Technologies for single-cell RNA profiling can help dissect the cellular bases of complex diseases around the globe

Within a given tissue or organ, cells may appear very similar or even identical. But at the molecular level, these cells can have small differences that lead to wide variations in their functions.

Alex K. Shalek, an MIT associate professor of chemistry, relishes the challenge of uncovering those small distinctions. In his lab, researchers develop and deploy technologies such as single-cell RNA-sequencing, which lets them analyze differences in gene expression patterns and allows them to figure out how each cell contributes to a tissue’s function.

“Single-cell RNA-sequencing is an incredibly powerful way to examine what cells are doing at a given moment. By looking at associations among the different mRNAs that cells express, we can identify really important features of a tissue — like what cells are present and what are those cells trying to do,” says Shalek, who is also a core member of MIT’s Institute for Medical Engineering and Science and an extramural member of the Koch Institute for Integrative Cancer Research, as well as a member of the Ragon Institute of MGH, MIT and Harvard and an institute member of the Broad Institute of Harvard and MIT.

While his work focuses on identifying small-scale differences, he hopes that it will have large-scale implications, as he seeks to better understand globally important diseases such as HIV, tuberculosis, and cancer.

“A lot of what we do now is global collaborative work that really focuses on understanding the cellular and molecular basis of human diseases — partnering with people in over 30 countries on six continents,” he says. “I love fundamental work and the precision possible in model systems, but I’ve always been very motivated to connect our science to human health, and to understand what’s happening in different diseases so we can develop better preventions and cures.”

An individual approach

Shalek’s work in graduate school stimulated his interest in systems biology, which involves comprehensively measuring many aspects of a biological system using genomics and other techniques, then building models that account for the observed measurements, and finally testing the models in living cells using perturbation techniques. However, to his frustration, he often found that when he tried to test a prediction of a model, not all of the cells in the system would show the expected outcome.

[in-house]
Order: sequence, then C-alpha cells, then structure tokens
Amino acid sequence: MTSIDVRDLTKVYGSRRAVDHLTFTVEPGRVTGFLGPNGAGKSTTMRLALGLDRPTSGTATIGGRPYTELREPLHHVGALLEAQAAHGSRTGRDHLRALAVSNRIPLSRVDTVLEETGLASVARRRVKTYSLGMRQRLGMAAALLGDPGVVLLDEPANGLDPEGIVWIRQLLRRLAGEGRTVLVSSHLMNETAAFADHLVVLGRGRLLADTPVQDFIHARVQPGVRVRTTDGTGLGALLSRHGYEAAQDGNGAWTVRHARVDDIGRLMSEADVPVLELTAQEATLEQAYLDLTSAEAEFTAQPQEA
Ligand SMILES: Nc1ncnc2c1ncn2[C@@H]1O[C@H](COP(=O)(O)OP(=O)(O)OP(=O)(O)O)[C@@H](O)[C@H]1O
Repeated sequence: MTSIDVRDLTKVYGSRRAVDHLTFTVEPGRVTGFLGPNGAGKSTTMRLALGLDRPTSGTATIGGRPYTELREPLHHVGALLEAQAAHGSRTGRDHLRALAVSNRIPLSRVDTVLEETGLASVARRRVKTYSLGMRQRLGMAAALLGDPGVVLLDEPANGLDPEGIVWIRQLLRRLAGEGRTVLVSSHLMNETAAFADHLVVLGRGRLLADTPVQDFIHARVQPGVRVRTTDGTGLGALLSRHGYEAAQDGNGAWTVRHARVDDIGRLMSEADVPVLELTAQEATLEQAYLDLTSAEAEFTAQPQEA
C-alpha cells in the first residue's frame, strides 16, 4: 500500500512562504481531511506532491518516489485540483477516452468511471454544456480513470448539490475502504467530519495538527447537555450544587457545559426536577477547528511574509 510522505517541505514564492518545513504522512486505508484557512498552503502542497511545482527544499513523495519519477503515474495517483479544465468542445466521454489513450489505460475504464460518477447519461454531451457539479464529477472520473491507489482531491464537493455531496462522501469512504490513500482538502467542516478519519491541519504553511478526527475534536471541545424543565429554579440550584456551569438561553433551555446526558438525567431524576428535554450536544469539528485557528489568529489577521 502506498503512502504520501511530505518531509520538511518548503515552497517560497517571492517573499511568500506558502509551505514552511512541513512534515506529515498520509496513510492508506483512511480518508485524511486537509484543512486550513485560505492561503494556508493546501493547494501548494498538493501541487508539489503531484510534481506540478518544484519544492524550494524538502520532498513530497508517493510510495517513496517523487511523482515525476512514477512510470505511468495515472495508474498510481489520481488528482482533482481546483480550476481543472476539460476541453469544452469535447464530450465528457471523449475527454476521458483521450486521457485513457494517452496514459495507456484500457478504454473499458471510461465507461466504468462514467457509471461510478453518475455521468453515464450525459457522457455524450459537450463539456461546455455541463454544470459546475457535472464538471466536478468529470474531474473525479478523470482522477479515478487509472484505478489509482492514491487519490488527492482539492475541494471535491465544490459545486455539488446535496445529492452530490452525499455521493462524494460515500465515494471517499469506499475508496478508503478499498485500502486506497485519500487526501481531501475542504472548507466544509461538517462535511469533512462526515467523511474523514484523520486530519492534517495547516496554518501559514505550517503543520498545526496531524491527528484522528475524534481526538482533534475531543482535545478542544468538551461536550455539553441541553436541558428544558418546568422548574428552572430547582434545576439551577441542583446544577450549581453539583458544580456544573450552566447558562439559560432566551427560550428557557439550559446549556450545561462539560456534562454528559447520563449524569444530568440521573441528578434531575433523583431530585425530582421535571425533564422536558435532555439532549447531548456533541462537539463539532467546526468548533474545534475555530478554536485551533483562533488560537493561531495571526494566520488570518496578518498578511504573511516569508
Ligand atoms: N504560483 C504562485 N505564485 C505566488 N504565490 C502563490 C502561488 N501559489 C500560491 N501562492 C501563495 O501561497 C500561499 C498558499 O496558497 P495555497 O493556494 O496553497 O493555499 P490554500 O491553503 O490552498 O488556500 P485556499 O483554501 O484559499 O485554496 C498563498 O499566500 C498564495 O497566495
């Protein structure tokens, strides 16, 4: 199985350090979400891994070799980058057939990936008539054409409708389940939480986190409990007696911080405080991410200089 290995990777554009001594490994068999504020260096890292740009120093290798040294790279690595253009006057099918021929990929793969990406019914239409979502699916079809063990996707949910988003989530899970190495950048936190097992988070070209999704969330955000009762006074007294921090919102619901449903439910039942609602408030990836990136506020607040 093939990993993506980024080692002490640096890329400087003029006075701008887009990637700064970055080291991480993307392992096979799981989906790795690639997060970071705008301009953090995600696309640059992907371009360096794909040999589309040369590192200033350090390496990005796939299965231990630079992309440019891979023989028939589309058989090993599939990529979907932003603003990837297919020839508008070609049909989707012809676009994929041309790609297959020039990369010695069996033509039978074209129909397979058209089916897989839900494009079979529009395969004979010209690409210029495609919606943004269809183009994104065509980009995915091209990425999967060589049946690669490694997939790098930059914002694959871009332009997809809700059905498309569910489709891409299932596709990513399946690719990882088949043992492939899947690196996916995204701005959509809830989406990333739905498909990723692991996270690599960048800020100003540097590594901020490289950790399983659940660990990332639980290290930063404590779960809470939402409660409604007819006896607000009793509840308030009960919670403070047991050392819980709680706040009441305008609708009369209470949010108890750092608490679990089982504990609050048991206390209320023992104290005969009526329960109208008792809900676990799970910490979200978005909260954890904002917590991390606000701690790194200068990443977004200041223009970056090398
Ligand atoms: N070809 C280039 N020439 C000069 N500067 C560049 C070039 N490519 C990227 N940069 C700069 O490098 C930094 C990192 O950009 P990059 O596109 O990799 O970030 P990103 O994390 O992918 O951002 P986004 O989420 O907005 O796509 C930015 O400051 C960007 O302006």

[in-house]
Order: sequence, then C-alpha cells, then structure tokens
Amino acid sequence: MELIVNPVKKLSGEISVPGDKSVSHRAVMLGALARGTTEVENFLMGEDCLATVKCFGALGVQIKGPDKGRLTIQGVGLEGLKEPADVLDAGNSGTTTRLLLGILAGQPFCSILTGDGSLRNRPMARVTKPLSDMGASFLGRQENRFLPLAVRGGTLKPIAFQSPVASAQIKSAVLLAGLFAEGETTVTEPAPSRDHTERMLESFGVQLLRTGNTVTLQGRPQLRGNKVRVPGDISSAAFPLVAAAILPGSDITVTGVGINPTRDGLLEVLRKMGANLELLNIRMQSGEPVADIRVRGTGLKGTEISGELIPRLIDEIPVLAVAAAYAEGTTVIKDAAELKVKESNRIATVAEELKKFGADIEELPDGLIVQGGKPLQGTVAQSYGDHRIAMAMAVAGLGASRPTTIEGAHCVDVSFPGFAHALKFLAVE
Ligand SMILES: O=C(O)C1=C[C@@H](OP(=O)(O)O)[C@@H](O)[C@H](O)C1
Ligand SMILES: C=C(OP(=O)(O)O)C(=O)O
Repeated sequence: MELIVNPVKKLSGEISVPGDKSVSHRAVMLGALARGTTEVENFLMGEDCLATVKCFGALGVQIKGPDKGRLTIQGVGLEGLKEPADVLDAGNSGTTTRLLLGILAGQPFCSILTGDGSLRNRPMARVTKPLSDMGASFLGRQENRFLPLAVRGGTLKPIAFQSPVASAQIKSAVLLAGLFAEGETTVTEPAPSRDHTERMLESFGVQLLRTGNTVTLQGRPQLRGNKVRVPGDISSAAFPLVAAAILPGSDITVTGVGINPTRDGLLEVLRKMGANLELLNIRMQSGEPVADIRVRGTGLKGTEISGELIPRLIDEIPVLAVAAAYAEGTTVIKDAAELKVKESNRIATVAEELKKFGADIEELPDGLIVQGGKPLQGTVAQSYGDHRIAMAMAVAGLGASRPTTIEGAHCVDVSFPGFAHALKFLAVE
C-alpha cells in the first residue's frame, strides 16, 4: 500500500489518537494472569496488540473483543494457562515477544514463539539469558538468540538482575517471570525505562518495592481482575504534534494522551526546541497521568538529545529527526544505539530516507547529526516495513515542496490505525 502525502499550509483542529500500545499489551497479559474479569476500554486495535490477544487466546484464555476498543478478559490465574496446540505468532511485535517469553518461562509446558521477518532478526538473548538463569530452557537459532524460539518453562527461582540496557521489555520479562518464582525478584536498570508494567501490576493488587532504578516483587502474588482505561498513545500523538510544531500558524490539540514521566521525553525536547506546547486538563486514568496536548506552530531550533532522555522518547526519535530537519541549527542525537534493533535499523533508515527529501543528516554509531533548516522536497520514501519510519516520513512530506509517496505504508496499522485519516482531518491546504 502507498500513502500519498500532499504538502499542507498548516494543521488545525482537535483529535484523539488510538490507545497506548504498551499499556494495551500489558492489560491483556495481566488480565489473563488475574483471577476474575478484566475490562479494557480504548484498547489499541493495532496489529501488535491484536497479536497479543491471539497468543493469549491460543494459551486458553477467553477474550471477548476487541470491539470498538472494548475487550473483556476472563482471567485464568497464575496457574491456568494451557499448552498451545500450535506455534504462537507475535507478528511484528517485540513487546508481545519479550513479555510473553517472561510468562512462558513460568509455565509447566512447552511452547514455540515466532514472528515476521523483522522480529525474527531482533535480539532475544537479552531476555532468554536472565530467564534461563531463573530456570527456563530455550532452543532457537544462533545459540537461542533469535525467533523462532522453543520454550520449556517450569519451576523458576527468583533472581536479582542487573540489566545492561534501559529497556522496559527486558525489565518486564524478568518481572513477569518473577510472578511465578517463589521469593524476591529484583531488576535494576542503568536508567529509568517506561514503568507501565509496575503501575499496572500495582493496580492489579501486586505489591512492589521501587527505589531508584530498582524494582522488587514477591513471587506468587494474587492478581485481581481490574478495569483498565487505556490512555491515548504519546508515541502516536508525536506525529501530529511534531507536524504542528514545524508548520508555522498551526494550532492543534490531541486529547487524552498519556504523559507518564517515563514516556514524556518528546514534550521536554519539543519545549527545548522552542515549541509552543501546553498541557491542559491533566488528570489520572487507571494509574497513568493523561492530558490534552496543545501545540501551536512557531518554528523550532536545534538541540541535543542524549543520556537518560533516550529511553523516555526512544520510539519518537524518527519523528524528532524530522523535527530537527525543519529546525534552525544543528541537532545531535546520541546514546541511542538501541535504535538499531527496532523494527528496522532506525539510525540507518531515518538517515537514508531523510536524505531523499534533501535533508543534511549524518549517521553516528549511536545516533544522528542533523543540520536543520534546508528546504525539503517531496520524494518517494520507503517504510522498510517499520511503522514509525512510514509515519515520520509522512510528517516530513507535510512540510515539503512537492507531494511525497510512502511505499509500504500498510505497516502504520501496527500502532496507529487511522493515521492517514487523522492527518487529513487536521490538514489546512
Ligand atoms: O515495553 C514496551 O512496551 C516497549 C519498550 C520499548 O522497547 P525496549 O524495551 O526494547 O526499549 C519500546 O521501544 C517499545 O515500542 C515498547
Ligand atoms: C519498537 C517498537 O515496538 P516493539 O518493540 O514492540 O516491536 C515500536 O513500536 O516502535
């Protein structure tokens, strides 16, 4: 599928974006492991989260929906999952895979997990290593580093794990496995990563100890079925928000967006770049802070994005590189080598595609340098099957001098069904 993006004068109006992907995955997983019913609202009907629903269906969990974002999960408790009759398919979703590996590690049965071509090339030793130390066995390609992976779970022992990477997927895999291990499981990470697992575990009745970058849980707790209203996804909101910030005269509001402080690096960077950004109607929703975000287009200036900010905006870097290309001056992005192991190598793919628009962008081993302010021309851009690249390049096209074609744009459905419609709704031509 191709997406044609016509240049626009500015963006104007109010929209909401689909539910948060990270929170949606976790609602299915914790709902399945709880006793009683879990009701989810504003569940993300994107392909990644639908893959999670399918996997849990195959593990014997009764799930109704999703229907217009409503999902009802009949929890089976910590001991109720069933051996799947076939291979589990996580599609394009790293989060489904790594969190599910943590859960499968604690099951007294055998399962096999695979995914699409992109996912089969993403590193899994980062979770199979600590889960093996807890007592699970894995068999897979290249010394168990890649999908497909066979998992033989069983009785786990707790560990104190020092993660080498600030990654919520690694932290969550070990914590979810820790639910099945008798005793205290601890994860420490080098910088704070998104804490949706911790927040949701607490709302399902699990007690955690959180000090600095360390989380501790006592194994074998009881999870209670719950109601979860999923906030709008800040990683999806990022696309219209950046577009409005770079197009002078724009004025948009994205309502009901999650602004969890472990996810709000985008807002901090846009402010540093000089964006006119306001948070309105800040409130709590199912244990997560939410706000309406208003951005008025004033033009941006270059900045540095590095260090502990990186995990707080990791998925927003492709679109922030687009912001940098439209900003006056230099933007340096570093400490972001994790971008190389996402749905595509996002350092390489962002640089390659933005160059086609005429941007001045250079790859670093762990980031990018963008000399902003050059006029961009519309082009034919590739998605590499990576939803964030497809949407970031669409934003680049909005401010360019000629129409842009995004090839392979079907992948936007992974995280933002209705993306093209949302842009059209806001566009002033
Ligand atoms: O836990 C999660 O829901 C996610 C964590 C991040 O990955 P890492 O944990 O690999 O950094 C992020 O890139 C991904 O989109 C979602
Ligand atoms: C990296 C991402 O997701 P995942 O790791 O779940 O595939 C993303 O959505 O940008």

“There was a lot of variability,” he says. “I’d see differences in the level of mRNAs, or in the expression or activity of proteins, or sometimes all my cells wouldn’t differentiate into the same thing.”

He began to wonder if it would be worthwhile to try to study each individual cell within a system, instead of the traditional approach of doing pooled sequencing of their mRNA. During his postdoc, he worked with Park and Aviv Regev, an MIT professor of biology and member of the Broad Institute, to develop technologies for sequencing all of the mRNA found in large sets of individual cells. This information can then be used to classify cells into distinct types and reveal the state they’re in at a given moment in time.

In his lab at MIT, Shalek now uses improvements he’s helped make to this approach to analyze many types of cells and tissues, and to study how their identities are shaped by their environments. His recent work has included studies of how cancer cell state impacts response to chemotherapy, the cellular targets of the SARS-CoV-2 virus, analysis of cell types involved in lactation, and identification of T cells primed to produce inflammation during allergic responses.

An overarching theme of this work is how cells maintain homeostasis, or the steady state of physical and chemical conditions within living organisms.

“We know how important homeostasis is because we know that imbalances can lead to autoimmune diseases and immunodeficiencies, or to the growth of cancers,” Shalek says. “We want to really define at a cellular level, what is balance, how do you maintain balance, and how do various environmental factors like exposures to different infections or diets alter that balance?”

Source – MIT News

Leave a Reply

Your email address will not be published. Required fields are marked *


Time limit is exhausted. Please reload CAPTCHA.